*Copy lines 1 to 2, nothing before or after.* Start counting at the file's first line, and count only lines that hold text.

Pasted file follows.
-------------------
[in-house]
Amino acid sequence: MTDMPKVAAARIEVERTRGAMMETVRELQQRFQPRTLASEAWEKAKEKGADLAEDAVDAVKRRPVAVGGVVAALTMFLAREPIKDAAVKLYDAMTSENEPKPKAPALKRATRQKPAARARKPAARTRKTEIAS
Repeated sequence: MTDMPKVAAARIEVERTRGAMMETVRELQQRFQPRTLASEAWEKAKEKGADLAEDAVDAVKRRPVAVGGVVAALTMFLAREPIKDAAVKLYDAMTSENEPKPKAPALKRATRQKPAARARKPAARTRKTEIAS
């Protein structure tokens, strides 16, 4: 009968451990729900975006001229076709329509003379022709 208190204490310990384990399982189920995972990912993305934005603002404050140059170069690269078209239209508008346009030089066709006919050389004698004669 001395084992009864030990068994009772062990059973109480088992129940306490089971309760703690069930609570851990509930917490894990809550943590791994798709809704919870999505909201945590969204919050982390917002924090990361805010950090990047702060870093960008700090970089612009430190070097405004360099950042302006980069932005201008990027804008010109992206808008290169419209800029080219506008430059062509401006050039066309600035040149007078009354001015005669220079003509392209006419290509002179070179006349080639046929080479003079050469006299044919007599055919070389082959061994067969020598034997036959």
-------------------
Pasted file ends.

[in-house]
Amino acid sequence: MTDMPKVAAARIEVERTRGAMMETVRELQQRFQPRTLASEAWEKAKEKGADLAEDAVDAVKRRPVAVGGVVAALTMFLAREPIKDAAVKLYDAMTSENEPKPKAPALKRATRQKPAARARKPAARTRKTEIAS